B.C. NDP Leader Carole James is facing a widespread caucus revolt, led by party stalwart Jenny Kwan, demanding she submit to an immediate leadership contest.
Ms. Kwan, considered an iconic figure in the provincial party, offered a devastating critique of Ms. James's leadership. "I have seen debates stifled, decision-making centralized and individual MLAs marginalized," the MLA for Vancouver-Mt. Pleasant told reporters on Wednesday after releasing a lengthy statement.
Ms. Kwan, who sat at Ms. James's side in the legislature, is backed by as many as 13 members of caucus who have refused to endorse their party leader. The "Baker's Dozen" were identified at a party conference almost two weeks ago but have not issued a direct challenge to Ms. James until now.
It puts the leadership of both of the province's main political parties in question. The governing B.C. Liberal Party will hold a leadership vote in February to replace Premier Gordon Campbell, and some New Democrats are anxious that they'll lose ground when faced with a fresh adversary.
On Wednesday, six NDP MLAs confirmed they are backing Ms. Kwan in calling for a leadership contest, while the other six did not return phone calls.
In effect, the dissidents are challenging Ms. James to either quit or fire them en masse.
"There is strength in numbers," noted MLA Michael Sather, who has been suspended from the NDP caucus in the past for breaking ranks on a policy issue. "I certainly stand behind Jenny's statement."
Ms. James did not respond on Wednesday and is expected to make a statement on Thursday.
Bruce Ralston, a James loyalist, said it may be time for the dissidents to be fired from the 34-member caucus. He called Ms. Kwan's statement "contradictory if not incoherent" and noted that 84 per cent of the party's governing body just gave Ms. James a vote of confidence 10 days ago. "Jenny says she's concerned about the erosion of democracy … clearly she has no respect for that."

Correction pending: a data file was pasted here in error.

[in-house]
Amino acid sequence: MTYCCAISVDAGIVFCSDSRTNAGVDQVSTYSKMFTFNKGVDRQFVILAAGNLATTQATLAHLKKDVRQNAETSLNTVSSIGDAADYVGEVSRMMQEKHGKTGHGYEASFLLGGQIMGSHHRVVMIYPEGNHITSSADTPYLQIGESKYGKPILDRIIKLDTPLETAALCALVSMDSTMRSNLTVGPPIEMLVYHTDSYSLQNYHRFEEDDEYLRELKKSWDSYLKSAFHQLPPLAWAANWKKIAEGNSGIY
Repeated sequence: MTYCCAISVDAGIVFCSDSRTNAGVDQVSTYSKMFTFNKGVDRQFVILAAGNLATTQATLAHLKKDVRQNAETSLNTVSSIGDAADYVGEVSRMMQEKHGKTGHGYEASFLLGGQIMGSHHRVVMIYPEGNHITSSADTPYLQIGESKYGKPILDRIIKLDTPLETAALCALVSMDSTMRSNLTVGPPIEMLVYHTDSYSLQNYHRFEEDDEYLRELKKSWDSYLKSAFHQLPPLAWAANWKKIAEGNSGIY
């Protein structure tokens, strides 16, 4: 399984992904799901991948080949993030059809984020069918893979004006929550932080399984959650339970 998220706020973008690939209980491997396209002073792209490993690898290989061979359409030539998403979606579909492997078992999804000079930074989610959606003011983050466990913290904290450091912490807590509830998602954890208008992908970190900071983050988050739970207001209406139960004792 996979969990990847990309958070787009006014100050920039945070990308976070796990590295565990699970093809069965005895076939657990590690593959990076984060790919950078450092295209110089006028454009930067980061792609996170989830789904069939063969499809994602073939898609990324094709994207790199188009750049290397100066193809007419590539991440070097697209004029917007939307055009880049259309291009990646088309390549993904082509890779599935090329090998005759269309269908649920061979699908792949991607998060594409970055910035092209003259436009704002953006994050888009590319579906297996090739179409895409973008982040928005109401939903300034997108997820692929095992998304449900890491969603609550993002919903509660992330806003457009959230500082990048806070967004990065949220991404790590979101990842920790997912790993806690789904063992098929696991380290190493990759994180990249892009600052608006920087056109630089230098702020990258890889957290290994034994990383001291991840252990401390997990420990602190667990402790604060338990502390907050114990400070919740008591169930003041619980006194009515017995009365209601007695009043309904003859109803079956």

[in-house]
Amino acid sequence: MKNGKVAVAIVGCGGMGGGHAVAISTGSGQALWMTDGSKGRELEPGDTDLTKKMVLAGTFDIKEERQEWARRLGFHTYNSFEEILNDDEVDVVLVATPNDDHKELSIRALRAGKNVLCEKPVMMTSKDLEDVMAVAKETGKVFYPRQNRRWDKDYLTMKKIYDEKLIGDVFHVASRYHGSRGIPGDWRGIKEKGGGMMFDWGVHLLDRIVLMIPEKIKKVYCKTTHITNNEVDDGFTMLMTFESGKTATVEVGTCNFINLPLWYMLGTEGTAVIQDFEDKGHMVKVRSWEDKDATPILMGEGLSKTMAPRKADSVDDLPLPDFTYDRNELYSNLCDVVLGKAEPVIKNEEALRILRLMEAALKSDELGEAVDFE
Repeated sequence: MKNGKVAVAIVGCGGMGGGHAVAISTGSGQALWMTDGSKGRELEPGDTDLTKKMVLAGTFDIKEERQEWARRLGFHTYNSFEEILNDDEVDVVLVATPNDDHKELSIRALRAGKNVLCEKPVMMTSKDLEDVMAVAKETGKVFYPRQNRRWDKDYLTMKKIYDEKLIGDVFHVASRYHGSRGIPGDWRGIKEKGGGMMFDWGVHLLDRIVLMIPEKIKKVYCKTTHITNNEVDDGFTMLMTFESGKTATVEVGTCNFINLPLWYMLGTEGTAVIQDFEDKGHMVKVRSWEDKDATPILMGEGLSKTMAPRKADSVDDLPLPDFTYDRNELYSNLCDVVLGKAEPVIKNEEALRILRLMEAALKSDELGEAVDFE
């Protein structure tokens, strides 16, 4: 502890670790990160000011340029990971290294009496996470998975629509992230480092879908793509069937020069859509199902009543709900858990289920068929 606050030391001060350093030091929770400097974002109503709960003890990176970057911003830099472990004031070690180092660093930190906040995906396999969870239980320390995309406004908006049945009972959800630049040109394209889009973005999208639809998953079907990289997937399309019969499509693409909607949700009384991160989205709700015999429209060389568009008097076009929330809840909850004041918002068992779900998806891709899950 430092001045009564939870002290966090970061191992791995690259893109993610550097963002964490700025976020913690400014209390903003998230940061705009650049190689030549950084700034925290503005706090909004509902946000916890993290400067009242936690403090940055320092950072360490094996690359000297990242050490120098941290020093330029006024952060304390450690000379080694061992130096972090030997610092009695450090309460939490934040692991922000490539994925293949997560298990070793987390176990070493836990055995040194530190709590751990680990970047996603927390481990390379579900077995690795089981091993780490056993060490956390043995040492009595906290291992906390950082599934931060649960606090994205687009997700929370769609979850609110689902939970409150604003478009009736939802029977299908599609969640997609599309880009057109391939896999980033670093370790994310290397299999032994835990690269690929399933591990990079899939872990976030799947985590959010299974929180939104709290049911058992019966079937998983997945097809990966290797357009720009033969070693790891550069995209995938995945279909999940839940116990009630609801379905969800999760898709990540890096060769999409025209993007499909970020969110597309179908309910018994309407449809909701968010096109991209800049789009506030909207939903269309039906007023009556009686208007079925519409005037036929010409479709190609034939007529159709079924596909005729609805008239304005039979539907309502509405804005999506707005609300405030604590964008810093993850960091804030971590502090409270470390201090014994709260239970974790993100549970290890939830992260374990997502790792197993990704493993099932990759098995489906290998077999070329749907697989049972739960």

Norm Macdonald, who quit as caucus chair after Ms. James fired Bob Simpson for questioning her leadership, is backing Ms. Kwan. "Jenny Kwan has served the NDP with distinction through some of the toughest times the party has faced," he said. "Her integrity can't be questioned."
MLA Robin Austin said his constituents have been telling him for some time that Ms. James must be replaced if the NDP hope to win the next election.
"I'm sad to say that Jenny's statement today is an accurate one. I've been hearing from my constituents for months and months about our inability with Carole as leader to connect and give them a sense of vision as to where we would go."
Another MLA, Nicholas Simons, said the 13 caucus dissidents were forced into the open at a meeting of the party's government body almost two weeks ago, when Carole James's supporters were asked to don yellow scarves. The 13 stood out with their refusal to wear a scarf.
"I've been identified unwillingly by the party, but now that I have been outed, my integrity requires that I'm not flip-flopping around on the point," Mr. Simons said. "If I choose between blind loyalty and integrity, I have to choose integrity because I need that all my life."
Harry Lali, another long-time New Democrat first elected in 1991, noted that Ms. Kwan was one of two MLAs who held the party together when it faced near-extinction after the 2001 election.
"So when an icon of the NDP like Jenny Kwan speaks out, New Democrats across the province ought to heed her advice," he said. "It's an opinion 40 per cent of caucus members happen to agree with."
He said the only way Ms. James can silence her critics is to either leave or seek a renewed mandate by running as a candidate for leadership.
"If the party stays with the status quo, the MLAs will have to shut up and line up behind that leader. That will put an end to the bickering and people will be able to get on with the work that needs to be done."
In her statement to reporters, Ms. Kwan singled out the revelation that party president Moe Sihota has been collecting a stipend from organized labour. "It shocked me to the core," she said, adding it was an inappropriate, backroom deal that Ms. James did not share with her caucus.
The MLAs learned over the summer that the NDP is using a "generous, earmarked gift from the labour movement" to pay Mr. Sihota a $75,600 annual stipend.
With files from Sean Holman